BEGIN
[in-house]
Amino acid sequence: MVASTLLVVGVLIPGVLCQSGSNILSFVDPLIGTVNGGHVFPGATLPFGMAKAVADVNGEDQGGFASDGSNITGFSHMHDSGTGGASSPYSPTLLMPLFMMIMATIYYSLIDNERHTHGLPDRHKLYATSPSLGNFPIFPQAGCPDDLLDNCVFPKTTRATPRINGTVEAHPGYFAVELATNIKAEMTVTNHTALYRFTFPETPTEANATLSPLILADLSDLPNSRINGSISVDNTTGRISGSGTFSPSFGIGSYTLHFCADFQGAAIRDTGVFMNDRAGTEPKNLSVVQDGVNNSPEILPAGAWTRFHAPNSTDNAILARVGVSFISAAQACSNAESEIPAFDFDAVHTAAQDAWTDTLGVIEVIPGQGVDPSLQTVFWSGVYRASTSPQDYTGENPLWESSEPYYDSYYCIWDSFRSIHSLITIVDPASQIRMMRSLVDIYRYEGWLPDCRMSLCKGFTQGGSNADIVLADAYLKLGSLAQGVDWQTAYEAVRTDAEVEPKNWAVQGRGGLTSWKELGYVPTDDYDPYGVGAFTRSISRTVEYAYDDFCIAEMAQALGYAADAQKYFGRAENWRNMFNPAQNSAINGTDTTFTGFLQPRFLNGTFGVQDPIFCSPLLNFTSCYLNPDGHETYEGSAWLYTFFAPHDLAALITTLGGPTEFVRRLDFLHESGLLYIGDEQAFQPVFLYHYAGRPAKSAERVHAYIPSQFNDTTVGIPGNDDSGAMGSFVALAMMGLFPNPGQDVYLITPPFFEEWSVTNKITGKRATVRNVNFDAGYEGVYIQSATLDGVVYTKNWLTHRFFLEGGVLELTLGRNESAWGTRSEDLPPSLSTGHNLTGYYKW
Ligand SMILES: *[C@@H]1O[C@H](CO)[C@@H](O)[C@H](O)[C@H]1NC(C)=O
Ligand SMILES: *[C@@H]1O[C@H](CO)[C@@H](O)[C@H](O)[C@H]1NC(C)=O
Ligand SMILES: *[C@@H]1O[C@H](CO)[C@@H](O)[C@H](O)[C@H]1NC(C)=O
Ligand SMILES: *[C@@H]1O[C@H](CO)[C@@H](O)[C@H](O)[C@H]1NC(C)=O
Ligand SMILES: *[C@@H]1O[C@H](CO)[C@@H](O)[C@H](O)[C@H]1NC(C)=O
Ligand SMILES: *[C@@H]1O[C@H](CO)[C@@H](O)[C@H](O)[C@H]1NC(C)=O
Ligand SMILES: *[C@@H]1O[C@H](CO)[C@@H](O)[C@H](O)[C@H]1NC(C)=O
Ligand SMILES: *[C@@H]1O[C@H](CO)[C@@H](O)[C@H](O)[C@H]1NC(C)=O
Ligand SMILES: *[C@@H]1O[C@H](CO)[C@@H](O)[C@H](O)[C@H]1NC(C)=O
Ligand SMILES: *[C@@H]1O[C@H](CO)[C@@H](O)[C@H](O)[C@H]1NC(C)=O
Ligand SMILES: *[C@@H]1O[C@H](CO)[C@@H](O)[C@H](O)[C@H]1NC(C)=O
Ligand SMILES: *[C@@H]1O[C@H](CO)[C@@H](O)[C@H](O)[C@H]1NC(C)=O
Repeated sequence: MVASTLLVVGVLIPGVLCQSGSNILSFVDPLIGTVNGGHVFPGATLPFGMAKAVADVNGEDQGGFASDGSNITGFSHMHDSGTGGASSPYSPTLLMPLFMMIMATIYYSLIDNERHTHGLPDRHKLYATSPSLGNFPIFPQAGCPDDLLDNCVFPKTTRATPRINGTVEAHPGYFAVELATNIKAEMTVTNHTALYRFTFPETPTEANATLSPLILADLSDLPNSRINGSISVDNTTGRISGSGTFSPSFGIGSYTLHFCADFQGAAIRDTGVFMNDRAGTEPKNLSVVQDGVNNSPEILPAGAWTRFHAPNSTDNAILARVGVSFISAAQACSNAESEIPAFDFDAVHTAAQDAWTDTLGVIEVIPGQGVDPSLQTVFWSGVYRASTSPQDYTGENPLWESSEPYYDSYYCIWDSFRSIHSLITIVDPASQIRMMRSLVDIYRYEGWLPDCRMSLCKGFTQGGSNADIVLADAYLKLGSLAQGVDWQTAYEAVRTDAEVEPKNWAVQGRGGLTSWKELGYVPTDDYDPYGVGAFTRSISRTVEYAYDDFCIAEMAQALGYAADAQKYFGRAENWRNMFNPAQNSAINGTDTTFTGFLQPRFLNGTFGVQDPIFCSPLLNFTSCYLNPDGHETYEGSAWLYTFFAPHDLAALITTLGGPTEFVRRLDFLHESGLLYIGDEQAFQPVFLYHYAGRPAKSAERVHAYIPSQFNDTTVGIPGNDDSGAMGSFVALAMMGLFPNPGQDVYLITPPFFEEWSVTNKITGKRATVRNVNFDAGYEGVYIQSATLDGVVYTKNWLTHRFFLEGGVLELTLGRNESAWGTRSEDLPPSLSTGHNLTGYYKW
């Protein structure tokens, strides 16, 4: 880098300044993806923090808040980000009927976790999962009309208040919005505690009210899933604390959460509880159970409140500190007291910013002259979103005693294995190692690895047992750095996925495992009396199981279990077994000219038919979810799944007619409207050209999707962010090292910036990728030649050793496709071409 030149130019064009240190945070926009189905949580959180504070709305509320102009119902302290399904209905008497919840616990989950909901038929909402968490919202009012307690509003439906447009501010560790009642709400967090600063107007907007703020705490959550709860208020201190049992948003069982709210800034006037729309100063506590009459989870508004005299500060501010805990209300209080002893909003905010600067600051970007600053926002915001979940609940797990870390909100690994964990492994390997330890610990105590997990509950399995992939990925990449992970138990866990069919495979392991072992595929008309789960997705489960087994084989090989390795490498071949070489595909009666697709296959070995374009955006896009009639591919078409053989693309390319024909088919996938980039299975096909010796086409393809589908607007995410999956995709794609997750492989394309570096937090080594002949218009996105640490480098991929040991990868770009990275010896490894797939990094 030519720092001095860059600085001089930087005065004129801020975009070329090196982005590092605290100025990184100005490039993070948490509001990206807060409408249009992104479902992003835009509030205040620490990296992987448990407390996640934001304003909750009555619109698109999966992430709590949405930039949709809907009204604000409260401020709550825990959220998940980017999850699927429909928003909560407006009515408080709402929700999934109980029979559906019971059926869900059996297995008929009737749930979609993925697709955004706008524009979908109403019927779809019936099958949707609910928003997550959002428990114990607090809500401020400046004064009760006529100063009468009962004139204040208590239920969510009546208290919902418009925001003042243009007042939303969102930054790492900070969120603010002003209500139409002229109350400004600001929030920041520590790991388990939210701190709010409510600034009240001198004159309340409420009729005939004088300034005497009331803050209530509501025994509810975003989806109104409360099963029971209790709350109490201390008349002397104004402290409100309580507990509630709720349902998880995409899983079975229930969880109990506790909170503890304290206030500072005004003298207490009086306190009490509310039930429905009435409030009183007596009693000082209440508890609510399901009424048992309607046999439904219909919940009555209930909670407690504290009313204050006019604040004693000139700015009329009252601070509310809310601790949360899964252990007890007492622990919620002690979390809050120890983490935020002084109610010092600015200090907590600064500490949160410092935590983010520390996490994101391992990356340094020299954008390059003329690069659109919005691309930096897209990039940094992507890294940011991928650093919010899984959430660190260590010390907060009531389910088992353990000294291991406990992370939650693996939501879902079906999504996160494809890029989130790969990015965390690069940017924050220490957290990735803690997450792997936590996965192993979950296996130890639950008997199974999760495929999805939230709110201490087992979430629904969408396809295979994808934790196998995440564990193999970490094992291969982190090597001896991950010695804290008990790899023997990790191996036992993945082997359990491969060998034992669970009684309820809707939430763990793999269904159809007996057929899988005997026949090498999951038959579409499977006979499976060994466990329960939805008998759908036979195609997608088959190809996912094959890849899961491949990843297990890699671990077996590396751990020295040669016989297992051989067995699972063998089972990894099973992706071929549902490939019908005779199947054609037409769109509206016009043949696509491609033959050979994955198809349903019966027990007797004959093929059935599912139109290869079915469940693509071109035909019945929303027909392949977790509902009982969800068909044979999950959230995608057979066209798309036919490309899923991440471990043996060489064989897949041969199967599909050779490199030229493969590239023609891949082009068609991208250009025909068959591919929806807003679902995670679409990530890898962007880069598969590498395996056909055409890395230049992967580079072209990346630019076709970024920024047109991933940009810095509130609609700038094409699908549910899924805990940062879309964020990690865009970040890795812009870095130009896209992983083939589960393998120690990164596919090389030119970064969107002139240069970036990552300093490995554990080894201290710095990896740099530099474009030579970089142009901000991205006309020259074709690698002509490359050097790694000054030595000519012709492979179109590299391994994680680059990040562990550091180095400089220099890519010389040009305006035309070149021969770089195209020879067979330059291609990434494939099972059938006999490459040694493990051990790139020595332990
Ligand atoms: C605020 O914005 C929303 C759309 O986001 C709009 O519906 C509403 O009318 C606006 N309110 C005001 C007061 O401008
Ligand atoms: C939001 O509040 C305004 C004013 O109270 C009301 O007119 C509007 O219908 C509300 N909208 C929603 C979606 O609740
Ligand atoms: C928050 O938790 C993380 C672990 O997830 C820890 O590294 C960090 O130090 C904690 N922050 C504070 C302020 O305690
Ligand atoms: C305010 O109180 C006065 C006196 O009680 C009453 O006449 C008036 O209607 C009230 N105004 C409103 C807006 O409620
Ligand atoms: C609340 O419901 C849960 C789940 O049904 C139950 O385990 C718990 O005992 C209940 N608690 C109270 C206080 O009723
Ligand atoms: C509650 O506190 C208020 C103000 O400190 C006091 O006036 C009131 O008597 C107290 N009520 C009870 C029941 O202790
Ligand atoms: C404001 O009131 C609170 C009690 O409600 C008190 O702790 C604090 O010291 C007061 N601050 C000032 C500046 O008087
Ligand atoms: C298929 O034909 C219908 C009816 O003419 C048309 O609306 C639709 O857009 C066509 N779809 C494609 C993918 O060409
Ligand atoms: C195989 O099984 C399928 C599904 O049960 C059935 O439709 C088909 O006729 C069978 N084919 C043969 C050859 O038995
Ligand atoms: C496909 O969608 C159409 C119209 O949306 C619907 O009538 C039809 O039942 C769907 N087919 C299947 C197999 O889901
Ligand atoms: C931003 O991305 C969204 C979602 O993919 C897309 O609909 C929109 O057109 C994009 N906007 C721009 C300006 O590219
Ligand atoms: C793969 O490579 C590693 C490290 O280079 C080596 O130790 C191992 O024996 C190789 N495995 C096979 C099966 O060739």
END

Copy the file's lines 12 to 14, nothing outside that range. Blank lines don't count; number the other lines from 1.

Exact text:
Ligand SMILES: *[C@@H]1O[C@H](CO)[C@@H](O)[C@H](O)[C@H]1NC(C)=O
Ligand SMILES: *[C@@H]1O[C@H](CO)[C@@H](O)[C@H](O)[C@H]1NC(C)=O
Ligand SMILES: *[C@@H]1O[C@H](CO)[C@@H](O)[C@H](O)[C@H]1NC(C)=O